Improving employment outcomes for our Aboriginal and Torres Strait Islander students is a goal that
we in ATP at TasTAFE aspire to. How to bridge the gap between training and employment – build in
LLN support through team teaching with a VET teacher and a literacy teacher in pre-entry programs
prior to a full qualification is one strategy to build student confidence and basic skills. Students
greatly improve their chance of being accepted into the full qualification and successfully
completing. Provide project based learning as a core component for the delivery of VET. Build in
supported work experience/placement into lower level vocational courses (below Certificate III) so
that the students have time in a real work place (must be supported by the employer to provide
meaningful work while there) and preparing students for the realities of work before entering a
workplace as part of their vocational course.
In 2006 a successful training to employment transition strategy for two groups of our students was
through the engagement of an employment consultant who reverse marketed students who gained
their certificates in hairdressing or construction to employers in the local region. The facilitation of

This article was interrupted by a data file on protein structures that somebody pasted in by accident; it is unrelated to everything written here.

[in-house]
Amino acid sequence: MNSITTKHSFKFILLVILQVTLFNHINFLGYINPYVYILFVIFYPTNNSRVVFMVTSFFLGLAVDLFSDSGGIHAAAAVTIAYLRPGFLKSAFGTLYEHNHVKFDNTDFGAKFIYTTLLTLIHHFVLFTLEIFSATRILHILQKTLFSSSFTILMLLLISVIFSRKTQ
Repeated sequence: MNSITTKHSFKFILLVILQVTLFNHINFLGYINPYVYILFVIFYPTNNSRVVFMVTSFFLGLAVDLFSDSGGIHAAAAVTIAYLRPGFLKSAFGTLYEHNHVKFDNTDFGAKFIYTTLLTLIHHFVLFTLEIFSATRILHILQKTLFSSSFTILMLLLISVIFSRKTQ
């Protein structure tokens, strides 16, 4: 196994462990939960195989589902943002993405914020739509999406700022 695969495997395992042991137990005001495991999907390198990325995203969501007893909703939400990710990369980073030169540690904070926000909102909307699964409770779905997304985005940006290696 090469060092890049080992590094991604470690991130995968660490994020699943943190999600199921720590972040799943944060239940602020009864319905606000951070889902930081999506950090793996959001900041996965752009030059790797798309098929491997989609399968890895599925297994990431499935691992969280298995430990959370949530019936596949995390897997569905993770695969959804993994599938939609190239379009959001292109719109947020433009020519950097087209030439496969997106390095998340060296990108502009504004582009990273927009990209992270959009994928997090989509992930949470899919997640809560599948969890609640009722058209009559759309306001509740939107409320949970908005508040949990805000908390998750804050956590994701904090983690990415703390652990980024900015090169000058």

bringing an employer and a graduating student together resulted in 60% gaining traineeships,
apprenticeships was funded by DEEWR’s Structured Training and Employment Program (STEP).
TAFE can offer many opportunities but new strategies and interventions must be funded adequately
to create positive change for our Aboriginal and Torres Strait Islander students whether they are
young people who have disengaged from the compulsory education system, those youth
transitioning from year 12 into further education, mature age students, second chance learners or
those who need to reskill due to losing their job or through injury.
Accountability and information
In the 2011 MCEECDYA consultation on the National Indigenous Education Action Plan 2010-2014
http://www.mceecdya.edu.au/verve/_resources/IEAP_Stage_Two_Consultation_Draft_(2).pdf the Tasmanian
Polytechnic (now TasTAFE) strongly supported the development of a companion document as sited
on p.17 under ‘Pathways to real post-school options’
National collaborative action
40. MCEECDYA will request that the Ministerial Council on Tertiary Education and Employment develop a companion
document to the Indigenous Education Action Plan that outlines actions to close the gap in training, university and
employment outcomes. This companion document would improve links between the school sector and the training,
tertiary education and employment services sectors.
To date this document has yet to be developed but it has the potential to focus jurisdictions on
agreed actions and outcomes specific to post compulsory education and training for Aboriginal and
Torres Strait Islanders and ensure improved collaboration between VET providers, Job Search
Agencies and employers. All stakeholders need to have the capacity, and indeed the flexibility,
within their service delivery contracts/agreements to work cooperatively with other agencies to
achieve employment outcomes for Indigenous people.
Lyndel Holton
State Manager
Michelle Purdy
Aboriginal VET Officer